Big news, folks!
I’ve just sold my third book, and it’s going to be super fun and super useful. It’s a deep (but not too deep!) dive into the most meaningful and challenging work of my life: how to stop losing my shit with my kids.
No, seriously. That’s what the book is about. In fact, the title is HOW TO STOP LOSING YOUR SH*T WITH YOUR KIDS, and I am thrilled that it will be published by Workman Publishing.
All the juicy details are up on my PsychCentral.com blog – check it out!
Ready, Set, Breathe: Practicing Mindfulness with Your Children for Fewer Meltdowns and a More Peaceful Family
“This book is a breath of fresh air, no pun intended. I find most parenting books preachy and judgmental, laden with overwhelming details about the “right” way to parent. But Naumburg writes in a compassionate, empathic voice that makes me feel understood. She offers plenty of helpful suggestions, but they are just that – suggestions, rather than prescriptions. And her suggestions are so do-able – they don’t involve complicated charts and systems, like so much of what I’ve read. After reading her book, I immediately started implement small changes in the way I communicate with my kids, and they’ve helped! ” – Amazon Review
Being a parent is stressful, and when your child has a meltdown, it can be difficult to keep cool—let alone help your child to calm down. Ready, Set, Breathe offers real solutions to help you both deal with stress using everyday mindfulness games, activities, rituals, and habits. Designed for parents of children ages 2-10 years old, this book is fun, engaging, and effective.
As any parent knows, children aren’t always receptive to what you say. Parental advice is often ignored or perceived as intrusive; and trying to get your kid to calm down and breathe can turn into an unpleasant power struggle in which you feel powerless and frustrated; and your child can feel nagged or bullied. The good news is that it doesn’t have to be this way. In this book, you’ll learn to teach mindfulness to your child in the most enjoyable and realistic way possible. You’ll also learn skills to help yourself stay calm when your child acts up and you feel stressed out.
Parenting in the Present Moment: How to Stay Focused on What Really Matters
“This book has literally changed my relationship with my daughter (and myself). The examples Dr. Naumburg gives, and the ideas to put them into practice have helped me become a more calm, loving, compassionate and understanding mother. I literally came up with an idea while reading the book, and immediately talked to my daughter about it. We started implementing it, and I have not yelled in over two weeks.” – Amazon Review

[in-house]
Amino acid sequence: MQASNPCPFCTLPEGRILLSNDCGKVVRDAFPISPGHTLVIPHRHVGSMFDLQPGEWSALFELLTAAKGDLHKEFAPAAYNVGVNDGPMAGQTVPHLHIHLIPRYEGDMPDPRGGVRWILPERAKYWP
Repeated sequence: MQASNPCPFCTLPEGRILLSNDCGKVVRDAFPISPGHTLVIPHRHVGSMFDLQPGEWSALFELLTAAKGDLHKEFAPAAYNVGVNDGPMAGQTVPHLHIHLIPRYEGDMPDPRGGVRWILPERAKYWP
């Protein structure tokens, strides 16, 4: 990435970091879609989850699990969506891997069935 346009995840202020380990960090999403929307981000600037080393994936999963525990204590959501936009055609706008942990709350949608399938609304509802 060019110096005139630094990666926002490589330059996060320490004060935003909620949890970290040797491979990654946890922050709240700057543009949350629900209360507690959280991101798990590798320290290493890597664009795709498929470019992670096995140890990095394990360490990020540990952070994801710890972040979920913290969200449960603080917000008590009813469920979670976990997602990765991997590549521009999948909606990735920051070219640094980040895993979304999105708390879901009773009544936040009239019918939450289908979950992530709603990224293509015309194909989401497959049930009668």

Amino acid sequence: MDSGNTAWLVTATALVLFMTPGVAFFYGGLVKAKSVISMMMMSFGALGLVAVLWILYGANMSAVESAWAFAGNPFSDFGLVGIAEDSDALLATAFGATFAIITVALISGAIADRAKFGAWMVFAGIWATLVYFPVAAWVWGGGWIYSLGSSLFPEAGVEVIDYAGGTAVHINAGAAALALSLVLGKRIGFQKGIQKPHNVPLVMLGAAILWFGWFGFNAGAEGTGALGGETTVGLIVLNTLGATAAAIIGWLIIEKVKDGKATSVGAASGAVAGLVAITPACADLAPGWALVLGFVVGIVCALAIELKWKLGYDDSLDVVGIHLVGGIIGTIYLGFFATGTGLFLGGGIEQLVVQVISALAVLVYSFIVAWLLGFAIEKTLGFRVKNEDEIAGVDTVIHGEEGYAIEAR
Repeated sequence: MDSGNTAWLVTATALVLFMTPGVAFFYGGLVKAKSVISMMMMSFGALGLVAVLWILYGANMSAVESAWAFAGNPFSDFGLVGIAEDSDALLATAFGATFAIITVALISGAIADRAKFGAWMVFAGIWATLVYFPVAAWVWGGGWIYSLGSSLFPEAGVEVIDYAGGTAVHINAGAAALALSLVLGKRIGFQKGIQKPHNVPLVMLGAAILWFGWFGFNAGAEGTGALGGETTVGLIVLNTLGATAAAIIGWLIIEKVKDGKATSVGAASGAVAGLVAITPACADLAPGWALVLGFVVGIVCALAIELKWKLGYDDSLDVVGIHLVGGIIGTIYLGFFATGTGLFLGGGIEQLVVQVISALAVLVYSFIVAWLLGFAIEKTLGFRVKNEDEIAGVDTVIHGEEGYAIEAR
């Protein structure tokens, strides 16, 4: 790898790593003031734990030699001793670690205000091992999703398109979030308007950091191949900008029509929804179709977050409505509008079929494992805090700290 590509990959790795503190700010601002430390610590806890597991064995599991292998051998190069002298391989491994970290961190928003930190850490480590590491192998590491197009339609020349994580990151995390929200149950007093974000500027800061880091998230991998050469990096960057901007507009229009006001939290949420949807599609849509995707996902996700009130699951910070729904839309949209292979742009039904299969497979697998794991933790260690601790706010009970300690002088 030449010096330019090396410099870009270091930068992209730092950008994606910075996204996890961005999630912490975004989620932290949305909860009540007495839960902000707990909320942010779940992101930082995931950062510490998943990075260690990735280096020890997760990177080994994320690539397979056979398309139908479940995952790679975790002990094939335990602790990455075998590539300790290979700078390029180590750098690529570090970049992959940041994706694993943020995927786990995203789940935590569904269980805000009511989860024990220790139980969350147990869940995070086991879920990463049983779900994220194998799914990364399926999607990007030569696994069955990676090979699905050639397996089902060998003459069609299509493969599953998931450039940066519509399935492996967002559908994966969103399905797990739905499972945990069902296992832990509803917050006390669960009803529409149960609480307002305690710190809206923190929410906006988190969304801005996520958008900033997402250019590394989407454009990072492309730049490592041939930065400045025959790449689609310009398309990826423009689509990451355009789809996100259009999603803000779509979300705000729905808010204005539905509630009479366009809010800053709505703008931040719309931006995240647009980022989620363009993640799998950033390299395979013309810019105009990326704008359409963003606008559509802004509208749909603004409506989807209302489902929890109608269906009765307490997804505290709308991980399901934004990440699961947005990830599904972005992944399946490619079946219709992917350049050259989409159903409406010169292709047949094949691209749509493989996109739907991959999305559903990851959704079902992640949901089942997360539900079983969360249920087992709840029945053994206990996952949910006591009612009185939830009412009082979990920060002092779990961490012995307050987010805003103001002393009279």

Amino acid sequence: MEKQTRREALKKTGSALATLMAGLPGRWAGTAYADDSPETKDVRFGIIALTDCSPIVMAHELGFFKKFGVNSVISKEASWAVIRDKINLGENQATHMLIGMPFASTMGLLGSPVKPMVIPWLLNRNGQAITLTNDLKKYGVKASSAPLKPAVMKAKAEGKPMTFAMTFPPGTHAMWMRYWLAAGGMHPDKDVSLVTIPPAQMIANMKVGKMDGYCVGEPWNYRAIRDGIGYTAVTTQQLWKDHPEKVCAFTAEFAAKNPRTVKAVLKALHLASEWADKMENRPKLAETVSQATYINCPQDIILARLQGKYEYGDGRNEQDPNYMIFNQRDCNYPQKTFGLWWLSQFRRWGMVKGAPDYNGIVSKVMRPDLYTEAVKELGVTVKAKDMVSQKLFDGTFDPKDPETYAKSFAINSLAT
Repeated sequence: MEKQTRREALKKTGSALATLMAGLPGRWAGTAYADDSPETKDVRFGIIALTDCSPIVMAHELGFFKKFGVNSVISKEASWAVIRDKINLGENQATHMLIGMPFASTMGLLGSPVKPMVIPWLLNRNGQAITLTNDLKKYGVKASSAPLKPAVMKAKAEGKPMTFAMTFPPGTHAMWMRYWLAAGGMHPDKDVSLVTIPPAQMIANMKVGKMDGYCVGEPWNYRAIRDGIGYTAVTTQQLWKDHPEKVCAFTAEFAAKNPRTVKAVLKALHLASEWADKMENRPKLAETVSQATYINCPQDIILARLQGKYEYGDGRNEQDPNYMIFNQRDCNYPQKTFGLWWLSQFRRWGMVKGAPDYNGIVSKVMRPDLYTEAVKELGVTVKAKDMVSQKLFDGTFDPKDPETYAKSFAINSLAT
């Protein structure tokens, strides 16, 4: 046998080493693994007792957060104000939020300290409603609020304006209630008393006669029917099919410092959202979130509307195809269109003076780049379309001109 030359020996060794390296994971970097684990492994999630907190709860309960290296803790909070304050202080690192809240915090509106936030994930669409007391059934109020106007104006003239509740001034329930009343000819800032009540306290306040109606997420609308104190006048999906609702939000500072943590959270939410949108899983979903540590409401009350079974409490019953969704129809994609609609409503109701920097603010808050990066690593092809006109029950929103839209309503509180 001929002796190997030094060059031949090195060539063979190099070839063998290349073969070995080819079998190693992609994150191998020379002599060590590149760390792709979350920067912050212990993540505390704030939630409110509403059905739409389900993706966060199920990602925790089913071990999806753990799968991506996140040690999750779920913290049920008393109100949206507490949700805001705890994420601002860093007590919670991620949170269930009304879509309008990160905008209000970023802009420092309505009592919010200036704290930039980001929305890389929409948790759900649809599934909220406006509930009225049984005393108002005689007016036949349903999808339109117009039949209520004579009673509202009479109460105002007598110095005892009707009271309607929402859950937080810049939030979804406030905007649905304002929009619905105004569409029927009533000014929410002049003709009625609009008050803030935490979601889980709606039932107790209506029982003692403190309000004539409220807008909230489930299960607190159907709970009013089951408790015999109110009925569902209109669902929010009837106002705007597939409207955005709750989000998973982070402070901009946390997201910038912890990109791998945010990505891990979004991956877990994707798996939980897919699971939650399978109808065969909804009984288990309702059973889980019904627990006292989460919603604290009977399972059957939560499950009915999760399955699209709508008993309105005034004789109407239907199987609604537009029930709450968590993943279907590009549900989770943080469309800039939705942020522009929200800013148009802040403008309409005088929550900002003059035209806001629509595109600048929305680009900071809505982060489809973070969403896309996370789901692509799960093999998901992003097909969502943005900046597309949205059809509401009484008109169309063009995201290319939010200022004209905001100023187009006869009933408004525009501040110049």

This generation of parents is overwhelmed with parenting advice; Carla Naumburg sets out to remind them that they have everything they need to raise healthy, happy children. Mindful parenting is about paying attention to what is going on with your children and yourself without judging it or freaking out about it or thinking everyone, including yourself and your child, should be doing something differently. In Parenting in the Present Moment, Naumburg shares what truly matters in parenting—connecting with children in meaningful ways, staying grounded amidst the craziness of parenting, and staying present for whatever life throws your way.
With reassuring, compassionate storytelling, she weaves the most current theories—about healthy relationships, compassionate self-care, and mindfulness—throughout vignettes of her own chaotic childhood and parental struggles. She shows how mindfulness creates a solid foundation for any style of parenting, regardless of your cultural background, socio-economic status, or family structure. Parenting is an ongoing journey that constantly challenges every parent. Parenting in the Present Moment will help each family find its own way.
The Good Mother Myth: Redefining Motherhood to Fit Reality
I am so pleased to have an essay in this anthology, edited by Avital Norman Nathman.
In an era of mommy blogs, Pinterest, and Facebook, The Good Mother Myth dismantles the social media-fed notion of what it means to be a “good mother.” This collection of essays takes a realistic look at motherhood and provides a platform for real voices and raw stories, each adding to the narrative of motherhood we don’t tend to see in the headlines or on the news. The honesty of the essays creates a community of mothers who refuse to feel like they’re in competition with others, or with the notion of the ideal mom–they’re just trying to find a way to make it work.
In my essay “Mama Don’t Cook,” I confess that I’d rather scrub a toilet than go to a farmer’s market. Yup. I said that.